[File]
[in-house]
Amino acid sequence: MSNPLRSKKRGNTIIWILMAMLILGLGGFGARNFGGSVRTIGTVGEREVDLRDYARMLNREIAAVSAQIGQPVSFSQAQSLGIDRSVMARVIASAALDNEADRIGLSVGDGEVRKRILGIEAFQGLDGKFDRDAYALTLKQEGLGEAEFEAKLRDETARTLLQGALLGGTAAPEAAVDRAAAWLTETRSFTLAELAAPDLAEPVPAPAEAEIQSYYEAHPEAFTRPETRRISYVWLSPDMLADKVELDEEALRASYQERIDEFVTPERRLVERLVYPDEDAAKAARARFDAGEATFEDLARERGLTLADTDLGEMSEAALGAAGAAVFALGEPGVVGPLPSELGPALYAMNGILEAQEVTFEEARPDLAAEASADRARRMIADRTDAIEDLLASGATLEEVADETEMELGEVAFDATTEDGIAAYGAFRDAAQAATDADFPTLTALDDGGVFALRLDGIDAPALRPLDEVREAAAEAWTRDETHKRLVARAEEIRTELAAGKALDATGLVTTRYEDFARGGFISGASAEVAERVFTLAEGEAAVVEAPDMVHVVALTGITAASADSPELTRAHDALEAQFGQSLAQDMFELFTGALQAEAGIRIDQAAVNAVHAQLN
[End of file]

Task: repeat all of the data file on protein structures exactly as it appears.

[in-house]
Amino acid sequence: MSNPLRSKKRGNTIIWILMAMLILGLGGFGARNFGGSVRTIGTVGEREVDLRDYARMLNREIAAVSAQIGQPVSFSQAQSLGIDRSVMARVIASAALDNEADRIGLSVGDGEVRKRILGIEAFQGLDGKFDRDAYALTLKQEGLGEAEFEAKLRDETARTLLQGALLGGTAAPEAAVDRAAAWLTETRSFTLAELAAPDLAEPVPAPAEAEIQSYYEAHPEAFTRPETRRISYVWLSPDMLADKVELDEEALRASYQERIDEFVTPERRLVERLVYPDEDAAKAARARFDAGEATFEDLARERGLTLADTDLGEMSEAALGAAGAAVFALGEPGVVGPLPSELGPALYAMNGILEAQEVTFEEARPDLAAEASADRARRMIADRTDAIEDLLASGATLEEVADETEMELGEVAFDATTEDGIAAYGAFRDAAQAATDADFPTLTALDDGGVFALRLDGIDAPALRPLDEVREAAAEAWTRDETHKRLVARAEEIRTELAAGKALDATGLVTTRYEDFARGGFISGASAEVAERVFTLAEGEAAVVEAPDMVHVVALTGITAASADSPELTRAHDALEAQFGQSLAQDMFELFTGALQAEAGIRIDQAAVNAVHAQLN